Recently, I witnessed how a young couple was serviced in their efforts to buy a new house and to take out a mortgage. The quality of service that was offered failed dramatically at all touch points.
It is clear that both the real estate agency and the financial services consultancy firm in this case didn't learn anything from the financial crisis. They demonstrated the old modus operandi in which greed and quick wins prevailed over the interest of their customers.
I mentioned earlier, e.g. here, that the financial crises was in essence a crisis of values. Surviving such a crisis can be purifying, assuming that an organization is willing and capable of learning.
The two companies in this case are obviously still in their first competence phase. They were totally unaware of their incompetence and perhaps even proud of their level of performance.
The four stages of competence (or learning)
The couple can of course file a complaint about the level of service that was offered, for instance at the supervising authority for the financial markets (in this case the AFM). They certainly have plenty to complain about. The examples they gave me, ranged from not reading the information provided by the customer to asking multiple times for the same documents, forgetting important data, neglecting due dates, relaying information without clarifying ambiguity in conditions and urging the customer to accept an unrealistic offer.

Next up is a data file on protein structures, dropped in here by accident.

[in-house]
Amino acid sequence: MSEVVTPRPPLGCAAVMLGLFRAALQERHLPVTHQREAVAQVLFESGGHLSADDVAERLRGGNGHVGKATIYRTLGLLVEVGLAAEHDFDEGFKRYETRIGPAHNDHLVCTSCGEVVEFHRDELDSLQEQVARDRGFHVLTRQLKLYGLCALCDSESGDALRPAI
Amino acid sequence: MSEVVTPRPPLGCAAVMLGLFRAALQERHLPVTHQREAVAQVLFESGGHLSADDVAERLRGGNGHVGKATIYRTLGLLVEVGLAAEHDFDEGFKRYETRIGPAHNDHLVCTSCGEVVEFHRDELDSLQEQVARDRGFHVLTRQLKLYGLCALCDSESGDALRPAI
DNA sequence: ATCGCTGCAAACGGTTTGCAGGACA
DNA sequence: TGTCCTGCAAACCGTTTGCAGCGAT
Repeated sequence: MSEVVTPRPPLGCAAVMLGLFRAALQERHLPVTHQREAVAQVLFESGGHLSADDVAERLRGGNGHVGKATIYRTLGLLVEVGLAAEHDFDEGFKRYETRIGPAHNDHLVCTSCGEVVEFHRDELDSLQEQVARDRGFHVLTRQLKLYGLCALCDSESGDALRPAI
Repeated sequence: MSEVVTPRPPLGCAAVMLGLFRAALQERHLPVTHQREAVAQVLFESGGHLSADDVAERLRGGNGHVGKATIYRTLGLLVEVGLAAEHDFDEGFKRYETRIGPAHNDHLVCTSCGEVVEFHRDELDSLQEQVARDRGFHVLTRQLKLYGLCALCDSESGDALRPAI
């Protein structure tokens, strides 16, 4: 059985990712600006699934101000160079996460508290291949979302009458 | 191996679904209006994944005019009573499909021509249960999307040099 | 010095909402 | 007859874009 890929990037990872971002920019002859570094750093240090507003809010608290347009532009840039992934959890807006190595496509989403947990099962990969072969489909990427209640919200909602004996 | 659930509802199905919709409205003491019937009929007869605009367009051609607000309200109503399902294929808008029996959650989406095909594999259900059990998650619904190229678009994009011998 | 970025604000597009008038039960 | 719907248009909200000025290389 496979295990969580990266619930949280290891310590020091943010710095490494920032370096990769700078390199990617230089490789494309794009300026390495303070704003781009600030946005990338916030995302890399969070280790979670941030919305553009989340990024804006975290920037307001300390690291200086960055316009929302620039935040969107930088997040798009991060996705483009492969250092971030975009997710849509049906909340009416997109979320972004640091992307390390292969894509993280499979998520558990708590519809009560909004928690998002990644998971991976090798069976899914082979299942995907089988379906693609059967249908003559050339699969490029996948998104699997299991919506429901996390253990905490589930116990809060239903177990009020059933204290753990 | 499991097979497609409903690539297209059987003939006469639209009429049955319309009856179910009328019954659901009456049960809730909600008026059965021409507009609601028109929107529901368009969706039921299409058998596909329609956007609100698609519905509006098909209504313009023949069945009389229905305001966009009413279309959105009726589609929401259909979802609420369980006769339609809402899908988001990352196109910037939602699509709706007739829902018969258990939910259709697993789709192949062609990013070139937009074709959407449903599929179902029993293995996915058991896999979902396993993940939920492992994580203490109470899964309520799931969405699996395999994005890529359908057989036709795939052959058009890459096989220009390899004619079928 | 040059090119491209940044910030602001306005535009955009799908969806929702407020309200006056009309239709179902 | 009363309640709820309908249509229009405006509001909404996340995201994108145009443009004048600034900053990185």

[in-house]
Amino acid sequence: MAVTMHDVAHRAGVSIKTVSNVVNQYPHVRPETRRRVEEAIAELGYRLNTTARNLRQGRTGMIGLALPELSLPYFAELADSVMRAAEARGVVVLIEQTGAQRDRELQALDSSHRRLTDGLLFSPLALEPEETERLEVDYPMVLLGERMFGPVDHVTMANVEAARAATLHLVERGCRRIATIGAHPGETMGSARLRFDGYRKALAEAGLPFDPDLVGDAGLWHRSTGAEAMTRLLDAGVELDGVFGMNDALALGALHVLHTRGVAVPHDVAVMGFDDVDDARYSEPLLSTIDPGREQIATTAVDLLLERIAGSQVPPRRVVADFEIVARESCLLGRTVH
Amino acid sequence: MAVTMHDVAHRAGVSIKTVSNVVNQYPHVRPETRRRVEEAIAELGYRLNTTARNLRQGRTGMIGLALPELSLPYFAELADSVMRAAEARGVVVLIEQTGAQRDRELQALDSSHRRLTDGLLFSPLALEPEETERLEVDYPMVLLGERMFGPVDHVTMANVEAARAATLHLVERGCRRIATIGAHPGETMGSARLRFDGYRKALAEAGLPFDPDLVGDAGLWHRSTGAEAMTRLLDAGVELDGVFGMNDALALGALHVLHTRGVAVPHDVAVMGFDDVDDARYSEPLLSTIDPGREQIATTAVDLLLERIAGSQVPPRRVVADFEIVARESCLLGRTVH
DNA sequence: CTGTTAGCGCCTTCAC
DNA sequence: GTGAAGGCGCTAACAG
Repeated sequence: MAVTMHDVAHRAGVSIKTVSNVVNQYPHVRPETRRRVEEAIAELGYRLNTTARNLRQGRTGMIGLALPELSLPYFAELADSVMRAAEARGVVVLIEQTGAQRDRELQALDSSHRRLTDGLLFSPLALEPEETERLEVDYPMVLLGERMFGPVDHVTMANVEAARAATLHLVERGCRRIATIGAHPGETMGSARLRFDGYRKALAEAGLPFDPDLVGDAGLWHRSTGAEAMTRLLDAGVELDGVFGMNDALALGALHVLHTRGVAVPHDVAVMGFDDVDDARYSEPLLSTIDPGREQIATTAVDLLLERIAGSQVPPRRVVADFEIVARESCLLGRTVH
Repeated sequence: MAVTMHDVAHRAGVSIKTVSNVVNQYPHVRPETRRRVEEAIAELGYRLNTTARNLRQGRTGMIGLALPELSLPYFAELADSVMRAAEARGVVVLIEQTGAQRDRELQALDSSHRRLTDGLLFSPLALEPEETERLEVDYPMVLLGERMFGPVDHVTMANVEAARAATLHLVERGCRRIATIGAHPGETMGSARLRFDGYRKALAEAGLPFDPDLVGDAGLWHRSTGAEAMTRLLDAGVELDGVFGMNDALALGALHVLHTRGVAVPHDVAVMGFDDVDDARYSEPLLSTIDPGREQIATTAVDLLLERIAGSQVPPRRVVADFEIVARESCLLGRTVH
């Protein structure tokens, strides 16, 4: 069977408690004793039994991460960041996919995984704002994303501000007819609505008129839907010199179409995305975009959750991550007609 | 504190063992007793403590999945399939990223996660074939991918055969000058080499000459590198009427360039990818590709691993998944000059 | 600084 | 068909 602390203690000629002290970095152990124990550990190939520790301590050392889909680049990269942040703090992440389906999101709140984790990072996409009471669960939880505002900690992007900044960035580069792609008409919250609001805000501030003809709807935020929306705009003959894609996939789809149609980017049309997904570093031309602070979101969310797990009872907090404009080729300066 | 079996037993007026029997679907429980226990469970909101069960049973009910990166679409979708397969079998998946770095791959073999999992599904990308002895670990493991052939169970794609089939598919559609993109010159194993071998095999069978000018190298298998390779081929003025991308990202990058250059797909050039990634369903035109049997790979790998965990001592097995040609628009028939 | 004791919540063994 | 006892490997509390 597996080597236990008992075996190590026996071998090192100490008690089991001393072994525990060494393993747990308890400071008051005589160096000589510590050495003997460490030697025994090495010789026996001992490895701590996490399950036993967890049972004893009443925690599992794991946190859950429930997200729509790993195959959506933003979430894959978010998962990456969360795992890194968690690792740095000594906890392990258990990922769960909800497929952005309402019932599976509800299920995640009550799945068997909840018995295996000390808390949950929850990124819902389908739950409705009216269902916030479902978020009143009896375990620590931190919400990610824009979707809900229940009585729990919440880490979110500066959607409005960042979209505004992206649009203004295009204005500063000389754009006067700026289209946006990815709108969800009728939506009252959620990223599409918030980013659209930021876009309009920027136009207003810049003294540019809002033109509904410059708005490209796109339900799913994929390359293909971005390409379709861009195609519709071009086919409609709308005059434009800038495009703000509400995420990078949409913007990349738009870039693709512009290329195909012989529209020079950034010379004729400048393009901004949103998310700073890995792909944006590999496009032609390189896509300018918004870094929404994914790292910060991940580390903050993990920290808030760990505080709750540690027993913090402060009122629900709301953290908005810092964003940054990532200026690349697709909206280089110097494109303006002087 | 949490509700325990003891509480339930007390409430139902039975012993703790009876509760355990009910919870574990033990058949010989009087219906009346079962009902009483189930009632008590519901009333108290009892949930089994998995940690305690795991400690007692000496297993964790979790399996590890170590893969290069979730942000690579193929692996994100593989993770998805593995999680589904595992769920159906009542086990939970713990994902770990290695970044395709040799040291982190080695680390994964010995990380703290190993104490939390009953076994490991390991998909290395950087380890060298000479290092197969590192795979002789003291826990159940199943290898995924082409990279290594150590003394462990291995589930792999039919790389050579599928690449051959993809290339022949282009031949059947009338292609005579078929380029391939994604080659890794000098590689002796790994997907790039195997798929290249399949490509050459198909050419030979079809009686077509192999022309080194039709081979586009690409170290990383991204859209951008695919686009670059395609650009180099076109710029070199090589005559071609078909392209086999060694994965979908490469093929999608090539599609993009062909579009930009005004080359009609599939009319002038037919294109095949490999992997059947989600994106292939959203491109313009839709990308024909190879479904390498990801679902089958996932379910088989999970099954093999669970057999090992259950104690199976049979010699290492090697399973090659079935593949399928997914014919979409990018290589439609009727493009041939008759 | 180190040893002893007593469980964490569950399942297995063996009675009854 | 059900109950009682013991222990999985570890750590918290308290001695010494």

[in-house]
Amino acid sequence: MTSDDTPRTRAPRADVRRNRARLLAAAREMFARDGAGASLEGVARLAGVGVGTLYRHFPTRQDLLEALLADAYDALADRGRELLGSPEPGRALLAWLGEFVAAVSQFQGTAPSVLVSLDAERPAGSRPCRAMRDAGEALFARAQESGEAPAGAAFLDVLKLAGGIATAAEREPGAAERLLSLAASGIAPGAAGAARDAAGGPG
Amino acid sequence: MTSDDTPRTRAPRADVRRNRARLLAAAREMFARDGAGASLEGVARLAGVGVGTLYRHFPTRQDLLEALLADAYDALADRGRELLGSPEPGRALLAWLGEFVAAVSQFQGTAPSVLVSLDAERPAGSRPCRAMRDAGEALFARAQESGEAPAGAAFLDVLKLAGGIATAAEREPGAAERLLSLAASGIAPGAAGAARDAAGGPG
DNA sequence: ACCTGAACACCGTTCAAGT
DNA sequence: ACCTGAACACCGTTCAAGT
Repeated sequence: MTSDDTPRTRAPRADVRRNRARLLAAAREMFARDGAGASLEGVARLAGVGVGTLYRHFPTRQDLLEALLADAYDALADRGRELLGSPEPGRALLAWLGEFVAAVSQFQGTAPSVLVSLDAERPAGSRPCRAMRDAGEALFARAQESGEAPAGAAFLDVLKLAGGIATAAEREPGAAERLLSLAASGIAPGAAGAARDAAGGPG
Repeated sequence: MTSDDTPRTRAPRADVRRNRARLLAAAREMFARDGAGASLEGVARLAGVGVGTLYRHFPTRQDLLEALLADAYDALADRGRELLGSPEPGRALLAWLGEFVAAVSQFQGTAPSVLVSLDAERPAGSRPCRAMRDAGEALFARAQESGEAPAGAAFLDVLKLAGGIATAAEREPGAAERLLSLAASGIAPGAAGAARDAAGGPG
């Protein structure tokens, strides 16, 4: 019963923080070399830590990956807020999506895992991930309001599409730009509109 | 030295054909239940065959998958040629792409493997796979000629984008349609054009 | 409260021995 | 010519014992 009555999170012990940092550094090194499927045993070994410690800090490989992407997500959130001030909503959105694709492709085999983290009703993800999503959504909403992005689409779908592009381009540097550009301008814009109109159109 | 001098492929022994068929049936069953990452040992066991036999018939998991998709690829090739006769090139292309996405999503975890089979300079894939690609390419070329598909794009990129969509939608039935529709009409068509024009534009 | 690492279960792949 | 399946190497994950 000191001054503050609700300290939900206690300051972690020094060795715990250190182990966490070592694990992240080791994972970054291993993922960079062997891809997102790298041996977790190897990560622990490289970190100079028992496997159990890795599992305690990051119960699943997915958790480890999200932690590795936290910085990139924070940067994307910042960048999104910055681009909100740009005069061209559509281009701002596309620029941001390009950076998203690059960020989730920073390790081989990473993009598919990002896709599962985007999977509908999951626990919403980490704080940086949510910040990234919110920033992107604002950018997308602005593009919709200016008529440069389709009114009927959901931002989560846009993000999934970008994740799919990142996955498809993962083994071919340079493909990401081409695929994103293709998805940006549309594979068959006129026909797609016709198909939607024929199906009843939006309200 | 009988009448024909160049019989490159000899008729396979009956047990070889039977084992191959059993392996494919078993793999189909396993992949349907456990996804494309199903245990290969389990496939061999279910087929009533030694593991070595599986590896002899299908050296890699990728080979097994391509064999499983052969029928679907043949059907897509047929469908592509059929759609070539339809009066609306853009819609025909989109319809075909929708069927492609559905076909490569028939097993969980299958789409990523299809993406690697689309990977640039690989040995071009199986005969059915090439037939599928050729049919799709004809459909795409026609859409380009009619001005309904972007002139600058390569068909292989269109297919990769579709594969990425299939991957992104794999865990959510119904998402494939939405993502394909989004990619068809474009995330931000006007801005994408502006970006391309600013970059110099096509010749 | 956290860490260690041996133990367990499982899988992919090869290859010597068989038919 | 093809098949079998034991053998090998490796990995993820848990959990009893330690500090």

Fortunately enough was the young couple mature enough to stay focused on their own interest and withstand the pressure to make deals that were unfavorable for them.
Perhaps a complaint will create awareness at the service providers of the skills and attitudes they are lacking. One does wonder however how long market imperfections will allow such companies to survive. On the long run their lack of customer empathy will be fatal.
Becoming truly customer-centric is the only way to sway with the waves of change (see source above). These service providers need to replace inside-out thinking by outside-in thinking. This is a gargantuan task and effort for companies that are stuck in old ways of behavior. If they succeed, they have really learned something from the crisis of values and may have a future.
Frankly, I don't believe that the two companies in this case will be able to make that transition. The young couple, on the other hand, has learned some valuable lessons. I am quite confident that they will benefit from this experience in their personal and professional life.